Retrospective: Batman v. Superman: Dawn of Justice Review

There is only one version of this film.
It is not the theatrical version that was chopped up and released to the public because of caution regarding ratings and runtimes.

The Ultimate Edition was filmed, edited and presented in it’s entirety by Zack Snyder.
It is a beautiful film that does not rely on any pre-existing type of formula that dictates how a movie based on comic book characters should be presented.
It is a film crafted by a man who is very aware of the state of our world and wishes to place these mythical beings in the center of it. He allows himself to deconstruct these heroes. He allows himself to present them to us in their weakest moments, thereby allowing us to follow their progression rather than blindly marvel at their superiority without relatability.

We, as human beings, are flawed.
If our heroes have no flaws to better themselves from, what is there left for us to aspire towards in this age in great need of inspirations?
We are presented with a Batman, masterfully portrayed by Ben Affleck, that has lost all sense of who he once was. The caped crusader we knew growing up did exist at one point, but he stumbled. He fell.
We are also reintroduced to a Superman, once again beautifully portrayed by Henry Cavill, that isn’t really Superman.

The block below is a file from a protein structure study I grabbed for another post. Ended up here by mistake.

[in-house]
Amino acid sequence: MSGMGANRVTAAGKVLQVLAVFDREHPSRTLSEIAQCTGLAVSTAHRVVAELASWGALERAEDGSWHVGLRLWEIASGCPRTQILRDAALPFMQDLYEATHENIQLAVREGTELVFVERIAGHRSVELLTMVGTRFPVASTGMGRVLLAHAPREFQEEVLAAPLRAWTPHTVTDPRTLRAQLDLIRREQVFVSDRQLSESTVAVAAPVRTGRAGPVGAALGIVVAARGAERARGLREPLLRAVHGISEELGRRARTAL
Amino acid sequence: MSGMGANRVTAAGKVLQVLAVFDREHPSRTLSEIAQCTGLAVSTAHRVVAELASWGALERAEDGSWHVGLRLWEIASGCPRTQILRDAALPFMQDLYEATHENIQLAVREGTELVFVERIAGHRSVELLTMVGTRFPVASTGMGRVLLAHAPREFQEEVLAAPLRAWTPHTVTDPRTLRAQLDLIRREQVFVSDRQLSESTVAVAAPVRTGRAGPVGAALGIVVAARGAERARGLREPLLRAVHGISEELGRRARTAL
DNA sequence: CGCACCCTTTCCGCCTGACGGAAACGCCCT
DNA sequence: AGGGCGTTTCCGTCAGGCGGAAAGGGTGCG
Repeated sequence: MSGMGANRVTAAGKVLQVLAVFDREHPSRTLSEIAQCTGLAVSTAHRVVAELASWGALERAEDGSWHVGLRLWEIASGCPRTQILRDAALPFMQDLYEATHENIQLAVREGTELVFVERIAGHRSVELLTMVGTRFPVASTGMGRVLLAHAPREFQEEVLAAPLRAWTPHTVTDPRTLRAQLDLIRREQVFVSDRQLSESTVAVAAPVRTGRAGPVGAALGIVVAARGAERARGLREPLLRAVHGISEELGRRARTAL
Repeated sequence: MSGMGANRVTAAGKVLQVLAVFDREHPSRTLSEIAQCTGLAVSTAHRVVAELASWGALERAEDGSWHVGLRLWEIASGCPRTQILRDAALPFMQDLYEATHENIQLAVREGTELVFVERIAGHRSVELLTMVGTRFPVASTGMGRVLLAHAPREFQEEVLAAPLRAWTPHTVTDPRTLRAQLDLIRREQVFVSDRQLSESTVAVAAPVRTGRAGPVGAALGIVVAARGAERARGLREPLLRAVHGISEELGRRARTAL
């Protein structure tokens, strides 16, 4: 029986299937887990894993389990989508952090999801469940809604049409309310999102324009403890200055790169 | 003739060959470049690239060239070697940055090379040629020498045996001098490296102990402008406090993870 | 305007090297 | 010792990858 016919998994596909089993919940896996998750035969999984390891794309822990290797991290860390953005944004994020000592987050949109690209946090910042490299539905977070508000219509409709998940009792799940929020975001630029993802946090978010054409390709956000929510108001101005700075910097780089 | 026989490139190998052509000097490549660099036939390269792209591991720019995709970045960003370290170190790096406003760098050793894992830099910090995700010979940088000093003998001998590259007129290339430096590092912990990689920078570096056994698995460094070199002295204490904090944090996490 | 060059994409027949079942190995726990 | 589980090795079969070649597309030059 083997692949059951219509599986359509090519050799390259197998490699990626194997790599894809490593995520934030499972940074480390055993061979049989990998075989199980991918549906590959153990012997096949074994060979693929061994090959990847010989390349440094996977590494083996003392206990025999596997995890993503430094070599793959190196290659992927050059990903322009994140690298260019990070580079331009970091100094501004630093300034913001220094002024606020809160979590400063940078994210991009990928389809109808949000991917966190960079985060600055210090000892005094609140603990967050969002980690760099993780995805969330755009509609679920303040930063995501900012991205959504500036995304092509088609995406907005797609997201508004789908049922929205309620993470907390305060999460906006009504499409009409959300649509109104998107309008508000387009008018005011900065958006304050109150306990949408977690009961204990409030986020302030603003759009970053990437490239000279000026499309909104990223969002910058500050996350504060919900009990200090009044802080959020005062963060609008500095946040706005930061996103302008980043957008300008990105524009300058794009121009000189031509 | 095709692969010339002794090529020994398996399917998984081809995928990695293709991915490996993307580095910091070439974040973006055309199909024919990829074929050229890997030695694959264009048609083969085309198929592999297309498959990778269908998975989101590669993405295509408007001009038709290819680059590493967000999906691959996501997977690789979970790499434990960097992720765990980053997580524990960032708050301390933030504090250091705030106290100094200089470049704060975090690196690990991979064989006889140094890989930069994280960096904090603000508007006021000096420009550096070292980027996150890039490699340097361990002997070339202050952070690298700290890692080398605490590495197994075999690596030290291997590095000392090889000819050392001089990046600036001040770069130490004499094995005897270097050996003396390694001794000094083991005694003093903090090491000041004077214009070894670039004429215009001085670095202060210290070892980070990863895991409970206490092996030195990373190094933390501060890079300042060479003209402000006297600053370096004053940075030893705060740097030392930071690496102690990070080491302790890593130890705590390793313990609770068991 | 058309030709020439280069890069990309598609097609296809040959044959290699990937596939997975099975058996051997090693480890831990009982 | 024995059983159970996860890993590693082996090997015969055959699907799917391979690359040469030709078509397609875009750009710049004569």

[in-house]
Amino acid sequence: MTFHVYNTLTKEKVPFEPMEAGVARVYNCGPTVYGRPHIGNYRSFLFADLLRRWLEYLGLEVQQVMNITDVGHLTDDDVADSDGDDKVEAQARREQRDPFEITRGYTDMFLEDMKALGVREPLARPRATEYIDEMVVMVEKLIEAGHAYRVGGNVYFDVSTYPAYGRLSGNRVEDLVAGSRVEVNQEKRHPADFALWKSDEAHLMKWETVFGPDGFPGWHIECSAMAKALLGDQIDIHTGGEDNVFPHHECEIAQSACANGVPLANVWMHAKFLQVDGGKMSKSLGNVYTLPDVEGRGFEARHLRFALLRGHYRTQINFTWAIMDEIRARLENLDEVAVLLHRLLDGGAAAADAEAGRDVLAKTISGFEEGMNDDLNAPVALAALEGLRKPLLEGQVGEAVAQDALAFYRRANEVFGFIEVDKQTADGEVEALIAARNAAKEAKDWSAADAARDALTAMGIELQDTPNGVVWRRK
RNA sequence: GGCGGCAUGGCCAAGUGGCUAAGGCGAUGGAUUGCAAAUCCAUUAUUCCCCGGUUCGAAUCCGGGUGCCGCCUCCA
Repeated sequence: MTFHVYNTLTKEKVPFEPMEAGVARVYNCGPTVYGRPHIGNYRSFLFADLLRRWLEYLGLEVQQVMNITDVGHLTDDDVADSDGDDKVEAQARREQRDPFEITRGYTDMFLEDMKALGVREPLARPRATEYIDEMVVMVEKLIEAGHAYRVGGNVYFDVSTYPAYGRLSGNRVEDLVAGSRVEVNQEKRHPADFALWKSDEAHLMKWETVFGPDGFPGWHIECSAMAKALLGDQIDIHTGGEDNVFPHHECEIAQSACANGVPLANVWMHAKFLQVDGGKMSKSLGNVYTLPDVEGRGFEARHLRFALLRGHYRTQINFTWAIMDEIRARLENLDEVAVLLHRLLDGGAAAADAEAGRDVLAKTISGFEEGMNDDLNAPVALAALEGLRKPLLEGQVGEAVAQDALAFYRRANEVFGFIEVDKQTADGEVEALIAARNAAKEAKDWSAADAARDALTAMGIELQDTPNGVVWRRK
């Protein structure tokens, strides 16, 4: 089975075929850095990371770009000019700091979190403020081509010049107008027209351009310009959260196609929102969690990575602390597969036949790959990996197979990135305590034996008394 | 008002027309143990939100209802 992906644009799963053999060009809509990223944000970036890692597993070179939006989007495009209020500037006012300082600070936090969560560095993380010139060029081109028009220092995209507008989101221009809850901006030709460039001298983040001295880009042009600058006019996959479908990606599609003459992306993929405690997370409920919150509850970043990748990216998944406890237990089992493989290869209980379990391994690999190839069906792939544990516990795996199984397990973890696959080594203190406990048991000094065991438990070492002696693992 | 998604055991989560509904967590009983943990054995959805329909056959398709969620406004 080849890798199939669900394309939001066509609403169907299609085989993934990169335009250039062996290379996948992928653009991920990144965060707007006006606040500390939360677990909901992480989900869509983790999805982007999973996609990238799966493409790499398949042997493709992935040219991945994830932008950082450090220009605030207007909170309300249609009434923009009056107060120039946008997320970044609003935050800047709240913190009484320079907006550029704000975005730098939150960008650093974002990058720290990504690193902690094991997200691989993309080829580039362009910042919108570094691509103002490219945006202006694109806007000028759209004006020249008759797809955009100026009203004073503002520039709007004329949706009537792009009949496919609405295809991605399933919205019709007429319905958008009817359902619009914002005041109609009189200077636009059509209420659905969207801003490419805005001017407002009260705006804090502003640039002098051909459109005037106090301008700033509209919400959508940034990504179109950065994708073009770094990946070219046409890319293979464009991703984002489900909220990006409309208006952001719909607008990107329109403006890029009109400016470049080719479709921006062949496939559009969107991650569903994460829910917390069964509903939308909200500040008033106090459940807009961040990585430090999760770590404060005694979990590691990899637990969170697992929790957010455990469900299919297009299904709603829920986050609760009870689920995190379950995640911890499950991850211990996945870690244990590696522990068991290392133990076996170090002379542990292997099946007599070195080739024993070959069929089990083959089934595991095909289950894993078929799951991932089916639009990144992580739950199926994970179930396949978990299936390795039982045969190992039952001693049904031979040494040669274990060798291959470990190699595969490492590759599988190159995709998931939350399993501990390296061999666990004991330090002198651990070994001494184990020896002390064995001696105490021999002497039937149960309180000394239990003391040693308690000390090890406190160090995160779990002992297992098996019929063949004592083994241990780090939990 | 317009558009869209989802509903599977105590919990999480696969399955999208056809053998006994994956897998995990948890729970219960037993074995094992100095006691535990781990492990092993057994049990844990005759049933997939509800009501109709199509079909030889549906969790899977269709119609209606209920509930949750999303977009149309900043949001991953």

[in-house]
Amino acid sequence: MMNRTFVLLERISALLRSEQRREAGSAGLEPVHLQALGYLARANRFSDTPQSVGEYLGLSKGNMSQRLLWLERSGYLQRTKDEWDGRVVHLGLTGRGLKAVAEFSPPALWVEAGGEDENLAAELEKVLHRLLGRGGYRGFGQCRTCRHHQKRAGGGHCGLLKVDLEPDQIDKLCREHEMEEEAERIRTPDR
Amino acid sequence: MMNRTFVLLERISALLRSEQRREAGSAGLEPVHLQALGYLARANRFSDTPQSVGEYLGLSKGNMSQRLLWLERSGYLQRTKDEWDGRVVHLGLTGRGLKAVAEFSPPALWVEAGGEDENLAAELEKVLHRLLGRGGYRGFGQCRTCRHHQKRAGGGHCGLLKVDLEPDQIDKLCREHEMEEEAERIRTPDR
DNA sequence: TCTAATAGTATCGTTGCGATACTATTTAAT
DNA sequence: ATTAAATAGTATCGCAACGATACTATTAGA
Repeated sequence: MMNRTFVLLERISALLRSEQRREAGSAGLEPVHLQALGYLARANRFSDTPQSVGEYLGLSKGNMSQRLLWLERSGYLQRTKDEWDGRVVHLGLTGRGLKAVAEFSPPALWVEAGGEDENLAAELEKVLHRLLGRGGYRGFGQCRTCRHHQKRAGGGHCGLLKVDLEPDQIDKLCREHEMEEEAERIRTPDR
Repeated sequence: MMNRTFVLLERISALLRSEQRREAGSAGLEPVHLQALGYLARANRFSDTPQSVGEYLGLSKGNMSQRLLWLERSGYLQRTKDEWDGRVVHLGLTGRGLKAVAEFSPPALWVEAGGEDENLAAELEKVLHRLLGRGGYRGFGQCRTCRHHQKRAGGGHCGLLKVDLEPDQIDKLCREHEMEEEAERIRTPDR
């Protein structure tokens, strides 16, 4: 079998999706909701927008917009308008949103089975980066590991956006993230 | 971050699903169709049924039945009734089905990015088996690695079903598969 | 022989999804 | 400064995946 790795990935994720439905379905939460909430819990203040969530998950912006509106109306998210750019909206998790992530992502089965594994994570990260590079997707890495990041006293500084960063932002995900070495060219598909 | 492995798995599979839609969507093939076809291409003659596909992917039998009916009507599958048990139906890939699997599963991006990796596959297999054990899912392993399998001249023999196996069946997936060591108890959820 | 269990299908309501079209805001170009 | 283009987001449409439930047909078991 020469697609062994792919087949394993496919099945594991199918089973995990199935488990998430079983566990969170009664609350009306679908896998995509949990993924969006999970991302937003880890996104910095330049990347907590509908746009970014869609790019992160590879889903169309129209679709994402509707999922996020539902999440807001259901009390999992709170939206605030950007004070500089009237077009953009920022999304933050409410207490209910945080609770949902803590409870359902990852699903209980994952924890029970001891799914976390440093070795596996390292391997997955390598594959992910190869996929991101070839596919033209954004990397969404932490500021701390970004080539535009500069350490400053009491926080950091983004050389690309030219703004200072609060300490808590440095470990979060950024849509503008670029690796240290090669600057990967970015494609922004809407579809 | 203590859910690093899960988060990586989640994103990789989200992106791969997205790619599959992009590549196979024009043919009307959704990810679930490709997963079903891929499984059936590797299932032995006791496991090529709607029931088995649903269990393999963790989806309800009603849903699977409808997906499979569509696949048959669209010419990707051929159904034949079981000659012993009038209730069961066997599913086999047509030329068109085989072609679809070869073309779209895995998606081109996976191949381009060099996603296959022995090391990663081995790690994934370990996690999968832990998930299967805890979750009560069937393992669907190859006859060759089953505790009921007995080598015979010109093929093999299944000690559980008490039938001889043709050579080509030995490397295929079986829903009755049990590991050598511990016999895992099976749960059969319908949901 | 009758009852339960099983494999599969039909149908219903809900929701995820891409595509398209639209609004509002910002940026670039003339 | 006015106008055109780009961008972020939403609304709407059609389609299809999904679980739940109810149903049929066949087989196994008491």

There is more to Superman than flying around and saving people.
Being Superman means having a set of ideals and carrying ones self with a specific mindset. We are allowed to follow Clark Joseph Kent on a journey that continues to shape him closer and closer to the image we have painted in our minds.
The image of Superman.
I use the words “we are allowed” a lot, because I think that it is an aspect that is very unappreciated.
We are allowed into the mind of a man who wants us to study and understand these characters to their very core. We have seen them at their best multiple times. We have, however, very seldom seen them at their worst. Batman v Superman: Dawn of Justice is a film that isn’t afraid to get close and personal with these characters in their lowest points. It challenges us to understand that Superheroes struggle with more than just bank robbers and powerful monsters. It introduces a villain that is the very opposite of physically imposing, yet it is a villain that brings gods to their knees. Not with fists, but with brains.

The philosophical questions and ideals raised in this careful study of comic book lore are a breath of fresh air. It allows for the genre to flourish and expand. The plot of the film does feel slightly rushed by the end, though it is a small con that is forgiven by the smooth development given in the majority of the movie. Also, while I previously stated that there’s more to superheroes than fighting powerful monsters, that is still an aspect that I greatly enjoy.

Cinematographer Larry Fong and director Zack Snyder have created one of the most visually stunning films I have seen in quite some time. The script, written by academy award winning writer Chris Terrio, is absolutely phenomenal.

This is, in my personal opinion, one of the most thoughtful superhero movies ever produced.

It’s bold. It’s risky. It’s beautiful.